Hamas says the assault was a response to activity at the Al-Aqsa mosque compound in Jerusalem that is the third holiest site in Islam. The site, which is also located on the holiest site for Jews − who refer to it as the Temple Mount − has long been a flashpoint between Israelis and Palestinians. Israeli security services routinely raid the compound.
Bu Hamas leaders also say they were pushed to attack because of unrelenting Israeli crackdowns on militants in the West Bank, continued construction of settlements − which the international community considers to be illegal − thousands of prisoners being held in Israeli jails and Israel’s blockade of Gaza.
Israel countered by declaring war against Hamas and ordered its military to undertake take a “complete siege” of Gaza.
Online hate surges:Why everyone is blaming social media.
What is Hamas?
Hamas – an acronym for Harakat al-Muqawama al-Islamiya, or the Islamic resistance movement – was founded in 1987 during the first Palestinian uprising against Israeli occupation of Gaza and the West Bank by a Palestinian activist connected to the Muslim Brotherhood. The State Department designated Hamas a terrorist group in 1997. Several other nations also consider it a terrorist organization.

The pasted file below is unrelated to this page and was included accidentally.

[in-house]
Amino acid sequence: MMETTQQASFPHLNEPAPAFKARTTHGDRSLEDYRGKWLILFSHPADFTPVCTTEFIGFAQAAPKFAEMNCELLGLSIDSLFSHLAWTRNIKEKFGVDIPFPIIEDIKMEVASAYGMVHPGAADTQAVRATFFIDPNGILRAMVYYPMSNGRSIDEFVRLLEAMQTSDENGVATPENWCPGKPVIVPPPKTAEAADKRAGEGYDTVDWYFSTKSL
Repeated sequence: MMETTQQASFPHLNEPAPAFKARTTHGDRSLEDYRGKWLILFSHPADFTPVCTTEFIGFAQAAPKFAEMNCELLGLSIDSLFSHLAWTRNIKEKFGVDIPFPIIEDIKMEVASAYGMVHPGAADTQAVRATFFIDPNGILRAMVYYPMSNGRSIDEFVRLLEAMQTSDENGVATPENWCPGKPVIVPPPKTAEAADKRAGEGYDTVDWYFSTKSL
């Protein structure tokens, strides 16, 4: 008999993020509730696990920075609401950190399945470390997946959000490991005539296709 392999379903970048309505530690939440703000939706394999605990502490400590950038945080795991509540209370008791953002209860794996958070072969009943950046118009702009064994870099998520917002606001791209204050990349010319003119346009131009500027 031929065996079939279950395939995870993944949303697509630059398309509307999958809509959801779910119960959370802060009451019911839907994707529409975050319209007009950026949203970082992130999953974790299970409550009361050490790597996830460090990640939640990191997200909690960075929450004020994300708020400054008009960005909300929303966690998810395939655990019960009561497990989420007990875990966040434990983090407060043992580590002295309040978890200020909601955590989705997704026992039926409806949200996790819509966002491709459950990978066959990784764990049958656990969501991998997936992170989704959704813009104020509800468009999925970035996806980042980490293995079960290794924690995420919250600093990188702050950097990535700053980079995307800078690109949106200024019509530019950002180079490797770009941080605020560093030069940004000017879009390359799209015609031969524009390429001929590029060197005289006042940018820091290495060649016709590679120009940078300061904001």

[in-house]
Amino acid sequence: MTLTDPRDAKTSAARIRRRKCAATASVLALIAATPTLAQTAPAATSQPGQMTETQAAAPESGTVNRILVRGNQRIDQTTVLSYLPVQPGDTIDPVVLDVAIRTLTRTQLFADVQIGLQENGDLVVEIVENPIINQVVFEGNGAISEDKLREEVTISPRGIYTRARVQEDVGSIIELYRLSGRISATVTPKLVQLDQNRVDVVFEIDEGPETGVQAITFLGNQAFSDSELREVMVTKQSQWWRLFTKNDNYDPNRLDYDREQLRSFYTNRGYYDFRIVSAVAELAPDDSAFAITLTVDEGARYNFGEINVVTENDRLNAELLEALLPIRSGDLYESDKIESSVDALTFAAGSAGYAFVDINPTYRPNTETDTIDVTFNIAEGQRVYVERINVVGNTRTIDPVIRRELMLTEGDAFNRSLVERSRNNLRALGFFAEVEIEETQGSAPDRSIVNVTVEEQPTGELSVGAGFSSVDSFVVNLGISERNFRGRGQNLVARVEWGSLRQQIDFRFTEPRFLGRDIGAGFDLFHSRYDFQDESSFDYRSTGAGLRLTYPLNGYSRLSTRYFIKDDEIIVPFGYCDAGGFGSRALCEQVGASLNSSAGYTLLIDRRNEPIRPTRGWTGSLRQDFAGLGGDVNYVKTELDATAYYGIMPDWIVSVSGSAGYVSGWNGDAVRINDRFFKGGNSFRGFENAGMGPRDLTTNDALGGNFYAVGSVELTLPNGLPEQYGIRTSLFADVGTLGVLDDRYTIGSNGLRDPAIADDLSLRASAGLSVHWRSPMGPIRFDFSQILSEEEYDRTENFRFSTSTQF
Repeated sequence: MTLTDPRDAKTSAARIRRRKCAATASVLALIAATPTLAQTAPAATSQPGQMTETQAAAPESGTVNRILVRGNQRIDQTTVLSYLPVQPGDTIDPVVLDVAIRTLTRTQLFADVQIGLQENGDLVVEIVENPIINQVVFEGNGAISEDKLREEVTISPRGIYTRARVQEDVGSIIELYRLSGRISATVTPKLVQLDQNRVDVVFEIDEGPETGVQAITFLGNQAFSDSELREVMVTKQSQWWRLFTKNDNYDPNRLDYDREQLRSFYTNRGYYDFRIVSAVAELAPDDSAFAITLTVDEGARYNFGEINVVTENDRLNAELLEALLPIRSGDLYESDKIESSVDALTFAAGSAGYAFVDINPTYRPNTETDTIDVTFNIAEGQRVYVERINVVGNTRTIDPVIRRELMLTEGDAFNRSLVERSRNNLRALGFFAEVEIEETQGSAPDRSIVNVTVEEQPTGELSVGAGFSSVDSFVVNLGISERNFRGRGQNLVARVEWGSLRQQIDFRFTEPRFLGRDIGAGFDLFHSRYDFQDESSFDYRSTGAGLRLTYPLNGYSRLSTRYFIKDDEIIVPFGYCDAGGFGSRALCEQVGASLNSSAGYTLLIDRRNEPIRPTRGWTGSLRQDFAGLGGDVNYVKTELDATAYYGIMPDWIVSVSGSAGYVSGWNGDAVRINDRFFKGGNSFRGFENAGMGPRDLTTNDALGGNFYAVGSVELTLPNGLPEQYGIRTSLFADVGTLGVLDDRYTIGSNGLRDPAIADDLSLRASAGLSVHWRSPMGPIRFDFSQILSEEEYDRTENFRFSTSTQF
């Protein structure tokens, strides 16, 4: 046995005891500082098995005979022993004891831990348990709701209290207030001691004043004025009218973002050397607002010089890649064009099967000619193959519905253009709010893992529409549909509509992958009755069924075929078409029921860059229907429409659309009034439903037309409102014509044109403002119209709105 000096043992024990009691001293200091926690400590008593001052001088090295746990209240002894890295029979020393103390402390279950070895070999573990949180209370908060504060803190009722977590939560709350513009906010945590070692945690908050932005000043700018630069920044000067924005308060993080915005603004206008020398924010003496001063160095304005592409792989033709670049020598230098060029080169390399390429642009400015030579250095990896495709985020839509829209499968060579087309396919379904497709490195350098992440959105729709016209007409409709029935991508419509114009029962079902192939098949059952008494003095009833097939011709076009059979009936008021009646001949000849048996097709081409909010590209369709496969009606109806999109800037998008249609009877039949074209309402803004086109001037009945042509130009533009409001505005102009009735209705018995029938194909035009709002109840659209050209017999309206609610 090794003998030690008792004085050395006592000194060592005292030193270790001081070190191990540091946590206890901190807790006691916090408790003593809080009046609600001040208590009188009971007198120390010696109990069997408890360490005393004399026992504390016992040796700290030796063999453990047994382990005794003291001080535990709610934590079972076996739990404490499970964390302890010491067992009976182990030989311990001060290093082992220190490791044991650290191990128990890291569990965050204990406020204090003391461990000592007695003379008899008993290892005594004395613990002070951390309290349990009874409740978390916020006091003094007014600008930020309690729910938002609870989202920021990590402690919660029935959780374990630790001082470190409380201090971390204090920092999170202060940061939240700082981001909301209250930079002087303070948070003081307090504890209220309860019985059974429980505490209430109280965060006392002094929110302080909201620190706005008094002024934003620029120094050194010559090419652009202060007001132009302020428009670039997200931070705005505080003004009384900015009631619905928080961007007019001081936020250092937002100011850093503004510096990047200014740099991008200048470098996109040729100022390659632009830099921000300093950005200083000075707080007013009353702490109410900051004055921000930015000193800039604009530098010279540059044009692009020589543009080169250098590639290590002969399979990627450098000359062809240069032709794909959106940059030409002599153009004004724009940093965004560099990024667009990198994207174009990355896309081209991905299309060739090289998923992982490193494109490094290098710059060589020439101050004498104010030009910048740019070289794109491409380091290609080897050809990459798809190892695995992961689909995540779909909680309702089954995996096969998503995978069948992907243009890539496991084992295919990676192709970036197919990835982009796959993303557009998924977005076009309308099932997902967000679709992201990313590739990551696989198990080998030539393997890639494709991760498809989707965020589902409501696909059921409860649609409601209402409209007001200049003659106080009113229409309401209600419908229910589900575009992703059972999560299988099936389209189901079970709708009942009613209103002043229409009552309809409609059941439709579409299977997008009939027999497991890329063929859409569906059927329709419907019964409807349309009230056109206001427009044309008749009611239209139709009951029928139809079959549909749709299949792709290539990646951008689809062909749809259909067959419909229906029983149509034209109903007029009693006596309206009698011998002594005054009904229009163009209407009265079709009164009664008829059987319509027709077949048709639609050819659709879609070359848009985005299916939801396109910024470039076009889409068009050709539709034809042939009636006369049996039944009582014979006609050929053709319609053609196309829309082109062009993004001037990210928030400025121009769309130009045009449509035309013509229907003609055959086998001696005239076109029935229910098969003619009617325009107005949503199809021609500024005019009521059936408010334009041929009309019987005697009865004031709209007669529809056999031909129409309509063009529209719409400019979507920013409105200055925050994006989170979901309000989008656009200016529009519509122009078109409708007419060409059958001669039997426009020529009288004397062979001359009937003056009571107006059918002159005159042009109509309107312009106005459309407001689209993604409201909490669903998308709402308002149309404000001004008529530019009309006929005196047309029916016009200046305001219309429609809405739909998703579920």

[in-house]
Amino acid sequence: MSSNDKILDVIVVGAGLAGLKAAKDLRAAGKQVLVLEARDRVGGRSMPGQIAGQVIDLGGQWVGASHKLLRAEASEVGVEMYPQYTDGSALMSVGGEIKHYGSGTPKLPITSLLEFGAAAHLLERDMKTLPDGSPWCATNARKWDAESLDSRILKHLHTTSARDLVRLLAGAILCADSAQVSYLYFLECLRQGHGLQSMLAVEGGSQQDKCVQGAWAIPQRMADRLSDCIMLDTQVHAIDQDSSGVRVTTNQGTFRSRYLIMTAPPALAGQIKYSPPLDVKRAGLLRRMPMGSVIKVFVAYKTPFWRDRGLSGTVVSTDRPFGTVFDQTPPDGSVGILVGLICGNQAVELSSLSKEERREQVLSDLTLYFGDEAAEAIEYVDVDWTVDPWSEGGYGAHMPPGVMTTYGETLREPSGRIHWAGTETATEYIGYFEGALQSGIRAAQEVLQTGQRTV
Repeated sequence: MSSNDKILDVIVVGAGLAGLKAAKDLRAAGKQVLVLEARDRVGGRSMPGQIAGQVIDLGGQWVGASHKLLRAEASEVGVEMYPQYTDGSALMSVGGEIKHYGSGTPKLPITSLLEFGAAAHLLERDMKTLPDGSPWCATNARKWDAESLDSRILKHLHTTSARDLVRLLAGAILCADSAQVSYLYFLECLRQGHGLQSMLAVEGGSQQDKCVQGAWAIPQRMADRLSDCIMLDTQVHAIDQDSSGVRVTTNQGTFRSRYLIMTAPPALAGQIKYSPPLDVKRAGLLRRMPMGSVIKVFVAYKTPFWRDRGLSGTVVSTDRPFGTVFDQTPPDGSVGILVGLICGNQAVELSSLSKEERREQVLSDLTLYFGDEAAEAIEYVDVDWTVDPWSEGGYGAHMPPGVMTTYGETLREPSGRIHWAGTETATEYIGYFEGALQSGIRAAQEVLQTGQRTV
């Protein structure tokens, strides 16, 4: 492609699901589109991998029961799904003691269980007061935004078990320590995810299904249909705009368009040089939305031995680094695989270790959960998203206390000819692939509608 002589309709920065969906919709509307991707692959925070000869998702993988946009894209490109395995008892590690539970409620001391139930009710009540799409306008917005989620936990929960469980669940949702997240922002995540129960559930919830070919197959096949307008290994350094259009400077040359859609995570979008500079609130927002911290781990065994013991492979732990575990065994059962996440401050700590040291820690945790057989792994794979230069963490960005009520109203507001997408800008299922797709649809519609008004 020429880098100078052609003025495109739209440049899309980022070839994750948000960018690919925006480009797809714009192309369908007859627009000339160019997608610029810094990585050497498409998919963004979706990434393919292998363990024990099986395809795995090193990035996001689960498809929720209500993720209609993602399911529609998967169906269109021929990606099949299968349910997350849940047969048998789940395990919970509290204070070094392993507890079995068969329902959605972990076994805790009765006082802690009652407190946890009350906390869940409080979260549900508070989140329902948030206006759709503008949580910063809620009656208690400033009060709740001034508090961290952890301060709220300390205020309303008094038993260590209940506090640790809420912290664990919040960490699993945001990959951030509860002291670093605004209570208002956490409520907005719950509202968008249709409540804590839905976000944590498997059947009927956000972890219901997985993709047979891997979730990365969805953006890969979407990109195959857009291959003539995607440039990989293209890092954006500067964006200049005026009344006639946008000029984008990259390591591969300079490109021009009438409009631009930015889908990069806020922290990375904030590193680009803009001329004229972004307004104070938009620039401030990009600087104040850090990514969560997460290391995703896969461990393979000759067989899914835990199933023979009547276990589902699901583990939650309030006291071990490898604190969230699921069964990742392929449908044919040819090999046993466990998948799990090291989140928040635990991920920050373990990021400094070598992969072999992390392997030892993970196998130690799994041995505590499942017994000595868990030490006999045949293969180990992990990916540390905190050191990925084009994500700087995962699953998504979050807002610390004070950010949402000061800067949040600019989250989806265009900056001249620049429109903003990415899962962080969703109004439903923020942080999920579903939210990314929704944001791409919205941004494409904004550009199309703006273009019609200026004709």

In 2006, Hamas won parliamentary elections, and in 2007 the group violently seized control of Gaza from the Palestinian Authority, which was controlled by the rival Fatah movement that still governs the West Bank. There have been no elections since. The group calls for establishment of an Islamic Palestinian state that would replace the current state of Israel and believes in the use of violence to carry out the destruction of Israel.
Hamas receives financial, material and logistical support from Iran, though so far, international leaders, including in Israel, have said there is no evidence that Iran was directly involved in Hamas’ attack.
How large is the Gaza Strip?
Gaza, or the Gaza Strip, is a densely populated Palestinian exclave of about 2.3 million people. The narrow strip of land − about 150 square miles, or less than half the size of New York City − is about 25 miles long and six miles wide. Gaza shares a northern and eastern border with Israel and a southwestern border with Egypt while its western side abuts the Mediterranean Sea.
Who controls the Gaza Strip?
Hamas won the 2006 parliamentary elections and in 2007 seized control of the Gaza Strip from the internationally recognized Palestinian Authority. The Palestinian Authority, controlled by the rival Fatah movement, administers semi-autonomous areas of the Israeli-occupied West Bank. Hamas has fought four wars against Israel since taking power.